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15 - Aesthetics and politics

from III - Modern liberty and its critics

Published online by Cambridge University Press:  28 July 2011

Douglas Moggach
Affiliation:
University of Ottawa
Gareth Stedman Jones
Affiliation:
University of Cambridge
Gregory Claeys
Affiliation:
Royal Holloway, University of London
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Summary

According to Hegel, the central discovery of the Enlightenment is that everything exists for the subject (Hegel 1971, pp. 332–3). This theoretical shift, from ideas of a fixed natural or social order towards subjective utility and freedom, occurs in conjunction with political challenges to the old regime in Europe, and the emergence of modern civil society. While the underlying social changes can be treated only allusively here, the intellectual legacy of the Enlightenment is that values and institutions must be critically authenticated as corresponding to subjects’ own insights (C. Taylor 1991, pp. 81–91), and that traditional forms of life must cede to relations sanctioned by reason, whereby subjects attain a growing ascendancy over natural and social processes which inhibit their autonomous self-determination.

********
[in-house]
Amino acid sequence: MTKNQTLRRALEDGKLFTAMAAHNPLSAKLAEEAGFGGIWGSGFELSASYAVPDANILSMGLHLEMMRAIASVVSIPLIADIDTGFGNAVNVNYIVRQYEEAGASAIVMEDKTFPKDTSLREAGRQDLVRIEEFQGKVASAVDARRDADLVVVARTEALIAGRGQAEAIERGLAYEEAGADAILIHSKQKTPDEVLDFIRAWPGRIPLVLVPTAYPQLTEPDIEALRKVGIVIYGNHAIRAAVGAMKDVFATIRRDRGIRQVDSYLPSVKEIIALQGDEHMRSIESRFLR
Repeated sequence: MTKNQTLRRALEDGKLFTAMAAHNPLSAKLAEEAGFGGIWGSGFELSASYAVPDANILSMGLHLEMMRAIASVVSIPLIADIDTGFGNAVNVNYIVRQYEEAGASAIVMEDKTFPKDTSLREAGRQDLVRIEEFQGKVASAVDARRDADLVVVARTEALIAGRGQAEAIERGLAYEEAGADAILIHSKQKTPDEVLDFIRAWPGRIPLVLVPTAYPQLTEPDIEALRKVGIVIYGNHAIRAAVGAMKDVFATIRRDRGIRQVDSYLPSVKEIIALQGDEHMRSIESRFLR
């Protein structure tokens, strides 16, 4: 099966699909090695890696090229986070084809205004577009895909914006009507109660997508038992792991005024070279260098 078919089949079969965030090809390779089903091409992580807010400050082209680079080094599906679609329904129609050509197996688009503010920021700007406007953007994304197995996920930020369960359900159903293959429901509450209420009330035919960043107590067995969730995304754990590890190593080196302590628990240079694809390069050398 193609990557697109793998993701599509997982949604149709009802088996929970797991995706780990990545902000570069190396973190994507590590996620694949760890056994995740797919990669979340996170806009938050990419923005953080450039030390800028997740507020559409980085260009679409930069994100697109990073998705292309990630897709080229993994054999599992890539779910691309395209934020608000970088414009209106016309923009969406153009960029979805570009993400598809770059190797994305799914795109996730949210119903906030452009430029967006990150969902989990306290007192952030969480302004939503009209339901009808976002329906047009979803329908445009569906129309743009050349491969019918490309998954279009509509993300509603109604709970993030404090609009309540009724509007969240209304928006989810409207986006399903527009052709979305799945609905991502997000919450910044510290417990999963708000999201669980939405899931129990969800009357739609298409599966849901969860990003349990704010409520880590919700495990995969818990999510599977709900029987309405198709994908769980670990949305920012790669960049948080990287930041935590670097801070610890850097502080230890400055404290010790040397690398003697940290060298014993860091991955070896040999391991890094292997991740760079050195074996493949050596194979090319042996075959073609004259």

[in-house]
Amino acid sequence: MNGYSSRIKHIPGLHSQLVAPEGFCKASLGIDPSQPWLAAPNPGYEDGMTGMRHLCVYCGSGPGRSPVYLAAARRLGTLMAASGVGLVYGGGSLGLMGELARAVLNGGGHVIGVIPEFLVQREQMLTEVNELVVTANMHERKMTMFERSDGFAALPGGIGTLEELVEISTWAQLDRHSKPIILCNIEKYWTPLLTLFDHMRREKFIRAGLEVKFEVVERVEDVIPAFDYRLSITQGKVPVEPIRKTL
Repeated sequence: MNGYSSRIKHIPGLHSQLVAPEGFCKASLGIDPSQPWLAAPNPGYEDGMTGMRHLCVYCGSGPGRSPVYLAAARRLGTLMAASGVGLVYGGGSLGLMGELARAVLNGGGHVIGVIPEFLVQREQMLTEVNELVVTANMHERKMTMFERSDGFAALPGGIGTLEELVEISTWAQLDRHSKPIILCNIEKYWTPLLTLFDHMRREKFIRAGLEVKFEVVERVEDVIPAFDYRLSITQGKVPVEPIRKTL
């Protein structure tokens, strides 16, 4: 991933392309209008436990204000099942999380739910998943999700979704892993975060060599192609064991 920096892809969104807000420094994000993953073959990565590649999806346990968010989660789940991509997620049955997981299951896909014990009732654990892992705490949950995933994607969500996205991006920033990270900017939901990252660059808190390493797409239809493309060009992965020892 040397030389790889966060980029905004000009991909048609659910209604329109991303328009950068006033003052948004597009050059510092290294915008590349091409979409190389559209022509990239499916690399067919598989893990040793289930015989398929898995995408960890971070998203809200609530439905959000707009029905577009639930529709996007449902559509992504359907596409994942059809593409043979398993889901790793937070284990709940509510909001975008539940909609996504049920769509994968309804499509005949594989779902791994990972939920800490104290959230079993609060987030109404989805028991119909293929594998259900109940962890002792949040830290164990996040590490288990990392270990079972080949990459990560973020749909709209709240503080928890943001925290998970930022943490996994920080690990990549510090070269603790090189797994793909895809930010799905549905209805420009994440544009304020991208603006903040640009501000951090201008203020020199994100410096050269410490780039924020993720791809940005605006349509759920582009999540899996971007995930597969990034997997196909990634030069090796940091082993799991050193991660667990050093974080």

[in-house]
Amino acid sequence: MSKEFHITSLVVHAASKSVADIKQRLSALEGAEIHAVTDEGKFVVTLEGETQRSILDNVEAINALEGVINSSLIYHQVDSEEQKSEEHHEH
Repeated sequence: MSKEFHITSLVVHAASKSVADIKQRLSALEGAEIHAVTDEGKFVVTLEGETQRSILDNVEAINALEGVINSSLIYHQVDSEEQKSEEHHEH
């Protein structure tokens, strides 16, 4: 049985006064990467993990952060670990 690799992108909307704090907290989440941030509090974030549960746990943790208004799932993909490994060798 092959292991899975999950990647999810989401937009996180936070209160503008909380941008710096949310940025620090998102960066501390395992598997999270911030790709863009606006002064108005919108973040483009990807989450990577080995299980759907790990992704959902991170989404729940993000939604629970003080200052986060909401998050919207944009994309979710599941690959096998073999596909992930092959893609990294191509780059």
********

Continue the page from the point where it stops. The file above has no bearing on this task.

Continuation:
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Publisher: Cambridge University Press
Print publication year: 2011

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